As a further example, tuning or selecting antenna 9 on interrogator 4 and antenna 16 on the RFID device 11 to operate within a frequency range centered at 900 MHz, establishes a first communication link between the interrogator 4 and RFID device 11. Similarly, tuning antenna 21 on interrogator 4 and antenna 22 on the RFID device 11 to operate within a frequency range centered at 2.45 GHz, establishes a second communication link between the interrogator 4 and the RFID device 11. The 900 MHz frequency range can be used as a carrier for communications according to a first protocol, and the 2.45 GHz frequency range can be used as a carrier for communications according to a second protocol. The interrogator 4 and device 11 can communicate simultaneously or serially over the two frequency ranges.
Protocols can be associated with specific frequency ranges during the design phase of the system 20. For example, antennas 16, 22 can include filter circuits and can be connected to respective processing circuitry on RFID circuit 17 that operates within separate frequency ranges for each antenna 16, 22. Alternatively, the antennas 16, 22 can be coupled to processing circuitry on the RFID circuit 17 that determines which protocol to associate with a particular frequency range, by parsing the received signals 18, 23 for a protocol parameter indicating the protocol to be used for its associated message, data, or command. In addition, interrogator 4 may also associate protocols with frequency ranges by transmitting a command within signals 18, 23 indicating which protocol is to be used by the RFID circuit 17.
In another embodiment, the first frequency range may be used to provide power from the interrogator 4 to the RFID device 11, and the second frequency range may be used for communication according to a particular protocol. Powering the passive device 11 on the first frequency range, while simultaneously communicating over the second frequency range, has the advantage of allowing the device 11 to stay energized longer, to receive or transmit more data per session and to extend processing time.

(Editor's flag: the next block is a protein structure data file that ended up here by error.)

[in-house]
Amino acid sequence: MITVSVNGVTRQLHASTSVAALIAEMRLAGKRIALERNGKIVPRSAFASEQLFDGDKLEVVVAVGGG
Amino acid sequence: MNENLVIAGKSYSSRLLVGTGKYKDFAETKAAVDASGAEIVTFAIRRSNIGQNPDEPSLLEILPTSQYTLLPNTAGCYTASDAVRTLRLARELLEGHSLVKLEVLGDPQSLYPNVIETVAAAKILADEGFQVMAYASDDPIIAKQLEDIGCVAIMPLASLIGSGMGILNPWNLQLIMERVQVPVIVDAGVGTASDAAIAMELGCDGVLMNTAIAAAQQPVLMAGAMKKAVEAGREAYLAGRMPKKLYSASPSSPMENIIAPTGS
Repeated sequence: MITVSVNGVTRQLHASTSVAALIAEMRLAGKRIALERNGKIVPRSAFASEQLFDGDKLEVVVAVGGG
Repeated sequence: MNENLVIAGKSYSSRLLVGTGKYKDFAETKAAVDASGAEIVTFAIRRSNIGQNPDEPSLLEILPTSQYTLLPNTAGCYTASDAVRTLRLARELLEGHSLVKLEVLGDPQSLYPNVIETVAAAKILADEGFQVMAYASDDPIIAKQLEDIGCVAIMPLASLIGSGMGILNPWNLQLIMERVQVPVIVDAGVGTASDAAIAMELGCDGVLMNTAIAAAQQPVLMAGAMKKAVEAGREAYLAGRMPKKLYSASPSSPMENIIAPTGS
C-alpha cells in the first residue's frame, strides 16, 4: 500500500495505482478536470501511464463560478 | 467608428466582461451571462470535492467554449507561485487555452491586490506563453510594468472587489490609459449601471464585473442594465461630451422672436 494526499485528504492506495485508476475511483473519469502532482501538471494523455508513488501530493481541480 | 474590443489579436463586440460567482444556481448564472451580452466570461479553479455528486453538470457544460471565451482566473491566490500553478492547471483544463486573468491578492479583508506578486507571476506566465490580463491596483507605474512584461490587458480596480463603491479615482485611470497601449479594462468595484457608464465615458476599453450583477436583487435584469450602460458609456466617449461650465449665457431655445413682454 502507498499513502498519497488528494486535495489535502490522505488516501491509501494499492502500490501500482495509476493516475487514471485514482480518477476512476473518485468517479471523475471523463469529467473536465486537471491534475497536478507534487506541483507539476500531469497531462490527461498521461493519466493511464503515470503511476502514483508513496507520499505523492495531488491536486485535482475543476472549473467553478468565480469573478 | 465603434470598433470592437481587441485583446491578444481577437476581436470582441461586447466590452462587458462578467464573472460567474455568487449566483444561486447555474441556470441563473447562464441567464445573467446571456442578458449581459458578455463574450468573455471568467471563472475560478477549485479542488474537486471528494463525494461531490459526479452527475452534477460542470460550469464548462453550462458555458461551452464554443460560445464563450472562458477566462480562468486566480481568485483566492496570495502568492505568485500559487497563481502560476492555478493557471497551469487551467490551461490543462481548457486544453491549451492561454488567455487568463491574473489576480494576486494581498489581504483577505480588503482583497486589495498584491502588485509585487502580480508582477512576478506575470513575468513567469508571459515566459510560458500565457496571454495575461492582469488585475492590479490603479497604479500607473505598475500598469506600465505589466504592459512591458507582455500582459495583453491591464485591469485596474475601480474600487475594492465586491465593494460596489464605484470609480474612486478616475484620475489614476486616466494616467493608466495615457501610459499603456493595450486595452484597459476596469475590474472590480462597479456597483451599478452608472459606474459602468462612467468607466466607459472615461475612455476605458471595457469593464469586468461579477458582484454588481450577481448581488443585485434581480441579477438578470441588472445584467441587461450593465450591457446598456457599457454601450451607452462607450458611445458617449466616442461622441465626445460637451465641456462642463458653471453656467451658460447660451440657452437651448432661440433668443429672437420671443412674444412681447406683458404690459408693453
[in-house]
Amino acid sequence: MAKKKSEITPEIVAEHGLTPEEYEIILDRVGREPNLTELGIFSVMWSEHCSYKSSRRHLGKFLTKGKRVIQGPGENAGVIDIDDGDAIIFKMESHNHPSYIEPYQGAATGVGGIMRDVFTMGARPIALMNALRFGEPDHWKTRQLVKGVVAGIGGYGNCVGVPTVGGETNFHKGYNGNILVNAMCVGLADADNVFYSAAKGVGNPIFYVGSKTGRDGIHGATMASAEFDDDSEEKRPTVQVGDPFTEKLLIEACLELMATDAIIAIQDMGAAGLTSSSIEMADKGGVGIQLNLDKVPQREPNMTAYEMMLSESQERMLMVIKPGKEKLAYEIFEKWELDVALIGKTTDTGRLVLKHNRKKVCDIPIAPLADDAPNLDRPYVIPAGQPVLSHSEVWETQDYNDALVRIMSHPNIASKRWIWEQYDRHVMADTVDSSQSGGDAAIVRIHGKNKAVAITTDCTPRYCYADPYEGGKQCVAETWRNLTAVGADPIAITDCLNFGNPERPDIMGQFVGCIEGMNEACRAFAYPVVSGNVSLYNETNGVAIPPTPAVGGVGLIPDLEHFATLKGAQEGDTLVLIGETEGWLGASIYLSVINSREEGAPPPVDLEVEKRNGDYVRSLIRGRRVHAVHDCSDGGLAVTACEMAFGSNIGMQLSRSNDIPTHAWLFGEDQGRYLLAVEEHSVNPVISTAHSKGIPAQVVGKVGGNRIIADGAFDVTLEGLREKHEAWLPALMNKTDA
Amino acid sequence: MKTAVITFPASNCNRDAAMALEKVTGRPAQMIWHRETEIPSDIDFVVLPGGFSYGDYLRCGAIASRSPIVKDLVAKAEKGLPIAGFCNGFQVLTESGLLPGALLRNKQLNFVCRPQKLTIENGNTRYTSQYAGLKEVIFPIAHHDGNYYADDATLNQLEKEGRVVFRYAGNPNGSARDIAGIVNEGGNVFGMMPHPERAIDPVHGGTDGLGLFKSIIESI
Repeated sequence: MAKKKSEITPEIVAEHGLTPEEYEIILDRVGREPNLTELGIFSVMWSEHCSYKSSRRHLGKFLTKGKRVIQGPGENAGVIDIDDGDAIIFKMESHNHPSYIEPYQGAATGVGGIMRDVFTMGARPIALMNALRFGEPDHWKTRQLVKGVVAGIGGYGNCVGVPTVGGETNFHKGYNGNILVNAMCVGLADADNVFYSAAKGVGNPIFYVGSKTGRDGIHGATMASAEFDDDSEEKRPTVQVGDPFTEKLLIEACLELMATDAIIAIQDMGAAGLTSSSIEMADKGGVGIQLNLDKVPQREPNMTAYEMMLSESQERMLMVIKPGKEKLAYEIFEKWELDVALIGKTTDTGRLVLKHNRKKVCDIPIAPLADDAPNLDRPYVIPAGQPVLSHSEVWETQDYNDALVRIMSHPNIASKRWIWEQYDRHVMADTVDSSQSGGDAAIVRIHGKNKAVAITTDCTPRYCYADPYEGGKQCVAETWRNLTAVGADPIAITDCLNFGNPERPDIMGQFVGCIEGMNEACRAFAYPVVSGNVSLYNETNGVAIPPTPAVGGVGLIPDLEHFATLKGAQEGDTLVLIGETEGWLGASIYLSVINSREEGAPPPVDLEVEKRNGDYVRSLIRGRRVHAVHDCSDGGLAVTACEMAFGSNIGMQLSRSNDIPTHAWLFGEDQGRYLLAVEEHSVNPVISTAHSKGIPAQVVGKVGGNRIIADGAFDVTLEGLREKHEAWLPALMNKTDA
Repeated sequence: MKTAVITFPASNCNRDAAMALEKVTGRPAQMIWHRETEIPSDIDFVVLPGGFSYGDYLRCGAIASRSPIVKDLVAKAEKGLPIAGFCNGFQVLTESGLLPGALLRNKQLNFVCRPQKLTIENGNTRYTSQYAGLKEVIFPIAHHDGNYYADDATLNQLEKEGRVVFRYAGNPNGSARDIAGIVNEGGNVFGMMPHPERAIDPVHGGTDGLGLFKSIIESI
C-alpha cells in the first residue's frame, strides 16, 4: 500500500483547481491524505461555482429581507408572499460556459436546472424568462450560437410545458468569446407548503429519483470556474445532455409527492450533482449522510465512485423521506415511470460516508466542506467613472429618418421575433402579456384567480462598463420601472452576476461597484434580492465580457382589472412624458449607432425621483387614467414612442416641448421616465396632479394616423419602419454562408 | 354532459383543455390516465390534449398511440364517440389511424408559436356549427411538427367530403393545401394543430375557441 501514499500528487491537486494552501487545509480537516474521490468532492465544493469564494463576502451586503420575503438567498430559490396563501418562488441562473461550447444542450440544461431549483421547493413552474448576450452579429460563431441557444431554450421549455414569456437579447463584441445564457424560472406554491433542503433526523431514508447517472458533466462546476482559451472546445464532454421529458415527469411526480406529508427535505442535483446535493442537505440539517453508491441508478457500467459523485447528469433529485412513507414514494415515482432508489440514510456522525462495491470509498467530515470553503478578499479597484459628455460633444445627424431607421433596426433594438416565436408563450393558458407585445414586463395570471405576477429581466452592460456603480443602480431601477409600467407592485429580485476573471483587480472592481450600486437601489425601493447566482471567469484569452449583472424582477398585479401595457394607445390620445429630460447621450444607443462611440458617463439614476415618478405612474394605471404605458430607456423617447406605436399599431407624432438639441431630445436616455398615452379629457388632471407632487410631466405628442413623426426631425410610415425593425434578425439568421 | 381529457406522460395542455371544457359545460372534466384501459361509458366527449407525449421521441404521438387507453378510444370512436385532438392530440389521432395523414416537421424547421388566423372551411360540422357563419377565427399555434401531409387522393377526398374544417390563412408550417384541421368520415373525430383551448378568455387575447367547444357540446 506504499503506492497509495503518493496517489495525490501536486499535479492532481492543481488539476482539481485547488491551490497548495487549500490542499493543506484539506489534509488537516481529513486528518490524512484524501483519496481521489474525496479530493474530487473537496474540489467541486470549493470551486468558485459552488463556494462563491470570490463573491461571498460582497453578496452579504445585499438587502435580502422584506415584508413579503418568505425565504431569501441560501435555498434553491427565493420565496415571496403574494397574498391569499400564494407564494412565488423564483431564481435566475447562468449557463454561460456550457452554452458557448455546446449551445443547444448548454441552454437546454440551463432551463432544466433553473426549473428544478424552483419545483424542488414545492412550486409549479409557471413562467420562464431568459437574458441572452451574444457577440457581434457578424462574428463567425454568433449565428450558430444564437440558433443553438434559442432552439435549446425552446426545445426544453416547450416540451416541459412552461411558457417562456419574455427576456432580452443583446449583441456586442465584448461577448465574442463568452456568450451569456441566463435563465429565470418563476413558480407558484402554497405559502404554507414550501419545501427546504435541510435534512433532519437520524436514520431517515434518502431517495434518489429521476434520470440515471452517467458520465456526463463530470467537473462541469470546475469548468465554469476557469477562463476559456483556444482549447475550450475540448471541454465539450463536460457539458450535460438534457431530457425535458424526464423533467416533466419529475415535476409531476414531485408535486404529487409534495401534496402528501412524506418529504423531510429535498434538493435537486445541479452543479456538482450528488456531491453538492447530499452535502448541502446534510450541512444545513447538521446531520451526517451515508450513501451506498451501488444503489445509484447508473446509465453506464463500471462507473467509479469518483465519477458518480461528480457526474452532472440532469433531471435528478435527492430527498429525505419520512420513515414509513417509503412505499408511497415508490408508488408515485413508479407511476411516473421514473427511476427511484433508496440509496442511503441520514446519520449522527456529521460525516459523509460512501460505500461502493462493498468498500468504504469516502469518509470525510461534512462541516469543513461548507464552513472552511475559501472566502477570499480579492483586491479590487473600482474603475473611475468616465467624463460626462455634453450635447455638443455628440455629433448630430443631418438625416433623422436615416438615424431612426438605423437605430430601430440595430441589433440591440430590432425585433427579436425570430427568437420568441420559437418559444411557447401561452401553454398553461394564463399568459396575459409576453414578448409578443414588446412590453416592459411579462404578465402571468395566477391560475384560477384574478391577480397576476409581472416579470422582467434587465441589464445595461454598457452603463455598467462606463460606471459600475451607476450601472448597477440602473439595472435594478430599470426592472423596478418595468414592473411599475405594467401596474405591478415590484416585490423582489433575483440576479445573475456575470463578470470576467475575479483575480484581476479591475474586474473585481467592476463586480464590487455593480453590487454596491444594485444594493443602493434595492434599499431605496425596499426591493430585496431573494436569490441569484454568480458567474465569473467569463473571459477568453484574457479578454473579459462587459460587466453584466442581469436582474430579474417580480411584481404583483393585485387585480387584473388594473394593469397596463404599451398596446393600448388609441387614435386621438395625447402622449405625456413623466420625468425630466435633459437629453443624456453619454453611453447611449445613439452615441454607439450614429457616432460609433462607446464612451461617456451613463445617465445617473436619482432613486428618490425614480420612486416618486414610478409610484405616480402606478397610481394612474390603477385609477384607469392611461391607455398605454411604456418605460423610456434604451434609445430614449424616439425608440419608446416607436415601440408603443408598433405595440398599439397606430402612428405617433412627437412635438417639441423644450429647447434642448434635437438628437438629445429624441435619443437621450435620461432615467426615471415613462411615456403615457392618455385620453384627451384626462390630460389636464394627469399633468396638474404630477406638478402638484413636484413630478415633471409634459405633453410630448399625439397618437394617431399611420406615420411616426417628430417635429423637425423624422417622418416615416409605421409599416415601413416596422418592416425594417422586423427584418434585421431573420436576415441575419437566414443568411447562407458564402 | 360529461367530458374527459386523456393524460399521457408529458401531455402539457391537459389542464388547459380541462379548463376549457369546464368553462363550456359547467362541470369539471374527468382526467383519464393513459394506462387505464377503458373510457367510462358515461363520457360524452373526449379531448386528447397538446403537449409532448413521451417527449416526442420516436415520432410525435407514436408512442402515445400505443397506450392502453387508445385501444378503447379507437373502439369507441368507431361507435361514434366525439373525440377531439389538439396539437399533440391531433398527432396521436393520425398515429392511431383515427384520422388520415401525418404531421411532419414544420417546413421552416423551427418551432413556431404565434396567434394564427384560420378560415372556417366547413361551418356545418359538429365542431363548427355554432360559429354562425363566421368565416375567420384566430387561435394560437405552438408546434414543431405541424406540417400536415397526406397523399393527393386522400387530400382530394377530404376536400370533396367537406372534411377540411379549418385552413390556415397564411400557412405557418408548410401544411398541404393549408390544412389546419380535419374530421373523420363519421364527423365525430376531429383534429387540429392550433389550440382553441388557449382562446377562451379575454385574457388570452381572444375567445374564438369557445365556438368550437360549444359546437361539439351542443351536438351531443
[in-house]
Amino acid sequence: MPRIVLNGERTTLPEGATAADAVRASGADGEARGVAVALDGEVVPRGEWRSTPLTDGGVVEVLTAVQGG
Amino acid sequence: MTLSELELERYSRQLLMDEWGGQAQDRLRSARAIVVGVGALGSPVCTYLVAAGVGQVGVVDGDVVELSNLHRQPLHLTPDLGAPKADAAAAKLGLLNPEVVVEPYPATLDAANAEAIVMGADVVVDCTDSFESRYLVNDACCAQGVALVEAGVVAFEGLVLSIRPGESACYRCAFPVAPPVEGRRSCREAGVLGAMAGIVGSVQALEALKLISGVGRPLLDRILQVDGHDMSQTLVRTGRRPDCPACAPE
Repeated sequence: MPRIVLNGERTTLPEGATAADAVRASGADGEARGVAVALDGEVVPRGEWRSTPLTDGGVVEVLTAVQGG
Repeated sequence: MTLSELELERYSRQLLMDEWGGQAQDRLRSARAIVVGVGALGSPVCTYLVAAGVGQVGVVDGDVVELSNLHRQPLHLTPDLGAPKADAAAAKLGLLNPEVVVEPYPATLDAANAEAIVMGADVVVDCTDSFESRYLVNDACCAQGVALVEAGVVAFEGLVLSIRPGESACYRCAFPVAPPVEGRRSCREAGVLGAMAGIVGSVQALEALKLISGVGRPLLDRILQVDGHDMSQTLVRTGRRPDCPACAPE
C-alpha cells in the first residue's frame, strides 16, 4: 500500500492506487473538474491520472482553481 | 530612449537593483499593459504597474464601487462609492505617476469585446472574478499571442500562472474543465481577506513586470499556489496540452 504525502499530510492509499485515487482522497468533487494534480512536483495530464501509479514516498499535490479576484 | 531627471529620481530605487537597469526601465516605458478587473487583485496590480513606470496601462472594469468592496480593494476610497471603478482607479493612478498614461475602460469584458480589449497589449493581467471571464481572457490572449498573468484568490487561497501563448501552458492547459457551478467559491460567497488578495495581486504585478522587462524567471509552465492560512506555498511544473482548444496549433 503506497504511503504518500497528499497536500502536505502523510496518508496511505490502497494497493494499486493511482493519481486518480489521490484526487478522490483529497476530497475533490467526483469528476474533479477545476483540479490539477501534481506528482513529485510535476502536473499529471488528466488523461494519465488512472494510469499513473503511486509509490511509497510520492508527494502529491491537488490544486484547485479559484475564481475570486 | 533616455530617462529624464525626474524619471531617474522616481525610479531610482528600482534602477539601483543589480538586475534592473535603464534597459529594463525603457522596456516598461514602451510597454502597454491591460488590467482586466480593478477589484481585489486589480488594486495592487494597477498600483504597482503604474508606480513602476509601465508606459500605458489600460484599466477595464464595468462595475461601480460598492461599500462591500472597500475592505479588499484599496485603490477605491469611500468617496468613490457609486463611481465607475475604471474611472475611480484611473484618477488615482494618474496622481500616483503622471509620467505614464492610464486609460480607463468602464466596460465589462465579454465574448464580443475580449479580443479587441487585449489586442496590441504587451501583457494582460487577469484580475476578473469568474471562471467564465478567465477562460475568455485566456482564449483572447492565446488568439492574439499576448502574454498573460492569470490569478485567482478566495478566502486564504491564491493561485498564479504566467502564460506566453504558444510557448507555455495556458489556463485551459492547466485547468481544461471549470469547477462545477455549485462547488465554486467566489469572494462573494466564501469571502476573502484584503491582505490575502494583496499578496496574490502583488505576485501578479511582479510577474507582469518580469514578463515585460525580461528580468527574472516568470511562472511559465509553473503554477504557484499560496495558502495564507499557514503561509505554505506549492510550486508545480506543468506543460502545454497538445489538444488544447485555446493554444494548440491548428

In other embodiments, the device 11 can receive power from the interrogator 4 at multiple frequency ranges. Although the figures specifically depict interrogator 4 and device 11 as having two antennas each, many antennas operating at different frequency ranges and according to different protocols can be implemented.
It should be noted that although dipole antennas are specifically depicted in the figures, other antennas are possible, such as log periodic dipole array, triband Yagi antennas, multiple parallel antennas joined at a common feedpoint (dipoles, patches, etc.), multiple antennas connected serially, and quarter wave dipoles, monopoles and whips. In addition, some antenna designs have a primary resonance and secondary resonances, which enables the use of one antenna for multiple carrier frequencies. Multiple antennas can also be implemented as part of a single antenna structure, such as a patch antenna array.
The powering of the RFID device 11, as opposed to commands or data sent to and from the device 11, is typically the range-limiting factor in the communications link between interrogator 4 and RFID device 11. This is primarily due to free-space path loss, which tends to increase with frequency. Free-space path loss is the loss in signal strength of an electromagnetic wave that results from a line-of-sight path through free space, with no obstacles nearby to cause reflection or diffraction. Free-space power loss is proportional to the square of the distance between the transmitter and receiver, and also proportional to the square of the frequency of the radio signal. Therefore, when selecting a frequency range to power the device 11, it can be advantageous to utilize the lowest available frequency range to minimize the effects of free-space path loss and to extend the range of the device 11. Data can be sent at a higher frequency, which tends to balance the communication link.